Just remember that you are not alone. There are so many of us out there in the world who have been exactly where you are now. You are not broken. You are not weird or wrong or even a freak. There are people out there that can support you and that do accept you. There is more love for asexuals than hate. Focus on that.

Finally, where can people find out more about your work?

I don’t post a lot of my work online but I do have some on my Instagram account. It is a private account so if you want to see anything just DM me and tell me you saw this post and I’ll let you follow me! At kitten0981.

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Thank you, Faith, for participating in this interview and this project. It’s very much appreciated.

Interview: Abby Ramsay

Today we’re joined by Abby Ramsay. Abby is a phenomenal model and actress. She has been interviewed before but has done some great things since that interview. She’s currently taking part in a modeling competition and is hoping to get a lot of visibility for asexual models. So please go to the link and vote for her. It’s clear she’s a dedicated and passionate artist, as you’ll soon read. My thanks to her for taking the time to participate in this interview.

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WORK

Please, tell us about your art.

I am an actress and model living in in LA. I show off my work mostly through Instagram. Just creating these images and stories, whether they be moving or still, really gives me this outlet to express my thoughts, feelings, and ideals that I can’t always put into words. I like to use my art to bring attention to topics like asexuality, body positivity, feminism, and mental illness as those are all things that are close to me.

I also like combining them. Everything I do is done with the mindset of “just because I am asexual does not mean I am not sexy or desirable.” but also “Just because I am viewed as sexy or desirable does not mean I can’t be asexual, and just because I am asexual does not mean I can’t be sexy or desirable.” I actually enjoy that part of acting and modeling. Since I last interviewed with asexual artists I got booked for a feature that should allow me to show that side of me more, and I am currently in the running for the Miss Jetset 2019 competition which (if I win or even get far enough) should allow me to not only show off my art more, but spread awareness more.

What inspires you?

Just the idea that I can use what I love to help people. The industry that I am in has the potential to have your voice be heard by many people all over the world. If I have the opportunity to use my platform to change it for the better then I want to do it. It was also so heartwarming to see others were encouraged by what I have been doing.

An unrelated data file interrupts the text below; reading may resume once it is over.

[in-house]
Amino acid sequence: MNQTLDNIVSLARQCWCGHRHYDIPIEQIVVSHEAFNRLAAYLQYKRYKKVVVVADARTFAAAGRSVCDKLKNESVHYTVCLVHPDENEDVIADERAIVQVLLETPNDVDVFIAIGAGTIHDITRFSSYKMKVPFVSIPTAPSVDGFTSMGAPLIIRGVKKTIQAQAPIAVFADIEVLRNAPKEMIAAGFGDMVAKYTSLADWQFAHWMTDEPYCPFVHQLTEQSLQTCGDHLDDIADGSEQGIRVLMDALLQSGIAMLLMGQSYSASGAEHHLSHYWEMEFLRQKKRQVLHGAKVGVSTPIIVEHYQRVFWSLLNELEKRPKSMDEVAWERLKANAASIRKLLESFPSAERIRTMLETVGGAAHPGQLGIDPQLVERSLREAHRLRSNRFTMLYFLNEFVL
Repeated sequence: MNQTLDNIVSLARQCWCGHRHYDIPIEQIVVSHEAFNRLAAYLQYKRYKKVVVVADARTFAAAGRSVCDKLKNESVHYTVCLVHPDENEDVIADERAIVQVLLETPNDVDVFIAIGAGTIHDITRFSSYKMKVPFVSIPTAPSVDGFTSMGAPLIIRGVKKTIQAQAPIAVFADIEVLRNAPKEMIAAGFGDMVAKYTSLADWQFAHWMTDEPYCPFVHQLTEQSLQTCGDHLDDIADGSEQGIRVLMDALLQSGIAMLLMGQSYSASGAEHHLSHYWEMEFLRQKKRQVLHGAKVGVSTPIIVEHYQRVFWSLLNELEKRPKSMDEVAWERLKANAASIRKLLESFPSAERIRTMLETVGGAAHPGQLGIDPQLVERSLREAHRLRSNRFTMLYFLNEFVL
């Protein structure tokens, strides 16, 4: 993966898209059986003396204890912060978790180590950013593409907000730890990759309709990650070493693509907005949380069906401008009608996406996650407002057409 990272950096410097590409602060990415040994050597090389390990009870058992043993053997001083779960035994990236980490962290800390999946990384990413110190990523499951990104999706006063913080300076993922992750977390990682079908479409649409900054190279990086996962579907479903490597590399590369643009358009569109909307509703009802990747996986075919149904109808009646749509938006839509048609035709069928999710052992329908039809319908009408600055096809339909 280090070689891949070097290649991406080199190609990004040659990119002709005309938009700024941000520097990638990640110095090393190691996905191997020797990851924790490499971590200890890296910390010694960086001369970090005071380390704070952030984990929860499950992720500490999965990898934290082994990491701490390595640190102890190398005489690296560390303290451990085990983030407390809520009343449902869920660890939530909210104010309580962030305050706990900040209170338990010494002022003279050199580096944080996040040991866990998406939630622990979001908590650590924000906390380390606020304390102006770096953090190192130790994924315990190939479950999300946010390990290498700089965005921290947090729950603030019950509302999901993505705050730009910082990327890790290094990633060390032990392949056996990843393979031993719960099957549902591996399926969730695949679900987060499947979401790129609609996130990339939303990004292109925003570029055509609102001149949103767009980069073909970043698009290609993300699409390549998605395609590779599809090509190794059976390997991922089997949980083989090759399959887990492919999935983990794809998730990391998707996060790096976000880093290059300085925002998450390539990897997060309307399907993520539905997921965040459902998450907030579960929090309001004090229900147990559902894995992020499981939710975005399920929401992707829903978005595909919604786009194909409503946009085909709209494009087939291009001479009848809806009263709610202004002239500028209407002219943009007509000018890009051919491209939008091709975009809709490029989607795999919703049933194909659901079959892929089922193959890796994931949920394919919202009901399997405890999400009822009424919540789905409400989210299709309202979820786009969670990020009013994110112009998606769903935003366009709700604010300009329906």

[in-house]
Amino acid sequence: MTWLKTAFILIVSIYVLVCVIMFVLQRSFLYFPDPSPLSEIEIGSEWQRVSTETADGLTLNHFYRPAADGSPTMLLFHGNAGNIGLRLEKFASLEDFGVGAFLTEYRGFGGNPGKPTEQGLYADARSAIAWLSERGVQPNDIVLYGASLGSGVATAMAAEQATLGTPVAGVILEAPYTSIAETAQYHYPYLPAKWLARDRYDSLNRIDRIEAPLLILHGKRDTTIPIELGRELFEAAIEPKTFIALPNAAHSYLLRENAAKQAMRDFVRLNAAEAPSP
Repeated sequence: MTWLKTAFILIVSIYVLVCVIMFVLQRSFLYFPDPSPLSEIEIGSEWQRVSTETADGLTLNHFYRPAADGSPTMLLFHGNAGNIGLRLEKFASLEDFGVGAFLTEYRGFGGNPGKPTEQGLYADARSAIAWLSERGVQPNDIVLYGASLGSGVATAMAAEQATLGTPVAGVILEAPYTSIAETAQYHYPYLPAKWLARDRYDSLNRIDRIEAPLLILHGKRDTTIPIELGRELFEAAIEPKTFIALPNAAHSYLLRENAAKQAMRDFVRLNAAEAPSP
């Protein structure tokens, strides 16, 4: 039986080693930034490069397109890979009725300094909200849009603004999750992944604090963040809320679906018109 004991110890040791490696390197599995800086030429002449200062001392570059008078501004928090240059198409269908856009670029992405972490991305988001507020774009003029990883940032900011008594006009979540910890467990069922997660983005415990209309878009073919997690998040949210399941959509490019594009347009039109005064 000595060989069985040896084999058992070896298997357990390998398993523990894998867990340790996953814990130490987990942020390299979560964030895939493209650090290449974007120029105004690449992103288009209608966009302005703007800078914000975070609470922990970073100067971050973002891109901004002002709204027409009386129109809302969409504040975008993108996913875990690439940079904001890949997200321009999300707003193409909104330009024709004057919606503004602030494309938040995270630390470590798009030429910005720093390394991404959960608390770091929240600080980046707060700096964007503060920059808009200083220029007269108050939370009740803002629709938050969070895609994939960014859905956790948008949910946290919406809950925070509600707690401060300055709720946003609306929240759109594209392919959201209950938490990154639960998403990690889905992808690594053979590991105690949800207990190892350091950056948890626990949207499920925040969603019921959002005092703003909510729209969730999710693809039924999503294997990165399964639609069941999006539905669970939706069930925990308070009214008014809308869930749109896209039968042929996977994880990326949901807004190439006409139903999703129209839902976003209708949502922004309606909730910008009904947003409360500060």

I am also slightly motivated by spite. People telling me I can’t do or be something makes me want it more. It’s just a stubborn streak that I have.

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What got you interested in your field?  Have you always wanted to be an artist?

I have been acting since I was about 5 years old. Granted at the time the only reason I was in these musicals was because I was a really good singer at a young age, but they fed my love of storytelling. I would create plays at home and act them out for my parents, and it really blossomed into a passion by middle school. I fought long and hard with my parents (especially my mom) to let me try to get an agent, and they eventually gave in. I was a freshman in High School (2012 I believe) when I was signed with a small agency, and they sent me on my first few jobs. I was in love!

The agency also dealt with modeling, so the first photoshoot I ever did was with them. I was really shy in front of the camera at first. I had dealt with a lot of body positivity issues in the past, but the longer I was in front of the camera the more I enjoyed it. I actually felt really comfortable with myself.

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Do you have any kind of special or unique signature, symbol, or feature you include in your work that you’d be willing to reveal?

I like to keep things natural. I have never been an over the top character actor (I mean it’s fun, but I have my preferences) so I usually try to take scenes to a more organic place. I do the same

thing with my modeling. I always try to get a few pictures that represent me. There’s this idea that when you are modeling you can never smile and you always have to be sultry, but when I am working and talking to the photographer I like to smile and laugh and just be myself. Those end up being some of the best pictures.

I also do this hand on head leaning back pose a LOT. My friends give me a hard time about it haha. But it’s like my signature pose now I guess.

Most recently I have been playing with new stuff. I keep jumping between the soft fantasy vibes and the sharper modern vibes. I have trouble sticking to one look. My style has become some sort of eclectically coherent mess, but I enjoy it.

What advice would you give young aspiring artists?

It is not going to be easy, but with hard work, dedication, and a little bit of luck you can make your art your life. There will be some hard times, trust me. but if you can get through that, beautiful things can happen.

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ASEXUALITY

Where on the spectrum do you identify?